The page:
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Hiragana (平仮名, ひらがな)

One of the two Japanese syllabaries used commonly in modern Japanese (another one is katakana, 片仮名, かたかな). Hiragana evolved from manyōgana (万葉仮名, まんようがな, lit. “kana of ten thousand leaves”) in its cursive form, around the 9th century C.E. The creation of hiragana is often attributed to possibly the greatest Japanese calligrapher of all time, the Shingon (真言宗, しんごんしゅう, Shingon shū, i.e. "Shingon sect", a major Japanese esotheric Buddist school) priest and Sanskrit scholar, Kūkai (空海, くうかい, 774–835). In everyday language, hiragana is used to write words that have no kanji (漢字, かんじ, lit. “characters of Han China”), such as grammatical postfixes, particles, etc. Hiragana in calligraphy is commonly known as onnade (女手, おんなで, lit. “woman’s hand”) as originally it was used mainly by women, or kana (かな).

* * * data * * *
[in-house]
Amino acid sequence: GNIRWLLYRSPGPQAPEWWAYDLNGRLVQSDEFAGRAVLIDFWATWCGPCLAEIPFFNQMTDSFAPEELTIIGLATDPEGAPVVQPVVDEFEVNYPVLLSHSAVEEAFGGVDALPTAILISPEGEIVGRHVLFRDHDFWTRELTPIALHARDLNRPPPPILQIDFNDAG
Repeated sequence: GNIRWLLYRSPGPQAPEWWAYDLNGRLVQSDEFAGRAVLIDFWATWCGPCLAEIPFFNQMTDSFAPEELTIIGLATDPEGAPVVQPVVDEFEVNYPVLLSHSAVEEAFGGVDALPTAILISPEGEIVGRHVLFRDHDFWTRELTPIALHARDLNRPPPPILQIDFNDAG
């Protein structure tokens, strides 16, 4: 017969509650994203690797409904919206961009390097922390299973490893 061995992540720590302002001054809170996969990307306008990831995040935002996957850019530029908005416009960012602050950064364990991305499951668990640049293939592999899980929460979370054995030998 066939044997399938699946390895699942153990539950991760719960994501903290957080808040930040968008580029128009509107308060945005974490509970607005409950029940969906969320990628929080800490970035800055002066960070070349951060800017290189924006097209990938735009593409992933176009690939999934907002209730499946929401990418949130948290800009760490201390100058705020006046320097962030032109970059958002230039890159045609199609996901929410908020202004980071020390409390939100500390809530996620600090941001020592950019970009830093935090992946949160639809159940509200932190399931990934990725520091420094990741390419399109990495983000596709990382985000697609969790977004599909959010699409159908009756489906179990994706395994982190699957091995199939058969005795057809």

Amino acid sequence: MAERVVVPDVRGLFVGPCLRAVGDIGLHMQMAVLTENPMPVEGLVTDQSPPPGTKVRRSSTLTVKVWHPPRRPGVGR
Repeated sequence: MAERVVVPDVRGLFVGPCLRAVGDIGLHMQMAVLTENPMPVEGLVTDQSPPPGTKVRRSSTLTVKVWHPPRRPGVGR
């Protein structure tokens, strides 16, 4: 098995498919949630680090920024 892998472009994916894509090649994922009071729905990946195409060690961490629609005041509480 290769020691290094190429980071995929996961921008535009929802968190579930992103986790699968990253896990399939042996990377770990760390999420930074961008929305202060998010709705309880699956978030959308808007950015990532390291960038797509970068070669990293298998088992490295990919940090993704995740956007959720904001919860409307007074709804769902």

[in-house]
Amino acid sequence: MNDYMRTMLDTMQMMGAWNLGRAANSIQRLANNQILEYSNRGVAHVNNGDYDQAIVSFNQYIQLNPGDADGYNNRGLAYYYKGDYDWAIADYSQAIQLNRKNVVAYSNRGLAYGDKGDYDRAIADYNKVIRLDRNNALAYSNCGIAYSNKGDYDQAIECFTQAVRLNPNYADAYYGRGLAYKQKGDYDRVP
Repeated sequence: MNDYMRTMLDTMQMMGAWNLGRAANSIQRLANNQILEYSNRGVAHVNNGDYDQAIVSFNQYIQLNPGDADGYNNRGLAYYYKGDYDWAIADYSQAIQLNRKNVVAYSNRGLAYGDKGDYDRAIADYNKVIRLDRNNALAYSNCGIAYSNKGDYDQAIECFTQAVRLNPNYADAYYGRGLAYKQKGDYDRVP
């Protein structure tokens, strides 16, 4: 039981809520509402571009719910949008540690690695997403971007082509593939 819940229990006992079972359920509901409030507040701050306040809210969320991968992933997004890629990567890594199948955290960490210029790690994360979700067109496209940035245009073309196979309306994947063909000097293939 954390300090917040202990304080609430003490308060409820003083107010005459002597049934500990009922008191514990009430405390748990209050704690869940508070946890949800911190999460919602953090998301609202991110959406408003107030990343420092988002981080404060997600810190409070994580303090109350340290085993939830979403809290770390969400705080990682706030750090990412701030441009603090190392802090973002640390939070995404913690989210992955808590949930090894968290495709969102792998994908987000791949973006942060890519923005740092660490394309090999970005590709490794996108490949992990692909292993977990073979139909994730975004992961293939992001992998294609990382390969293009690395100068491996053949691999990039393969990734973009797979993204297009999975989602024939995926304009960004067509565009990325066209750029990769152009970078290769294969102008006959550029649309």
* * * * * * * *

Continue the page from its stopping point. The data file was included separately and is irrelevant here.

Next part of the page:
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Page last modified on October 27, 2011, at 07:05 PM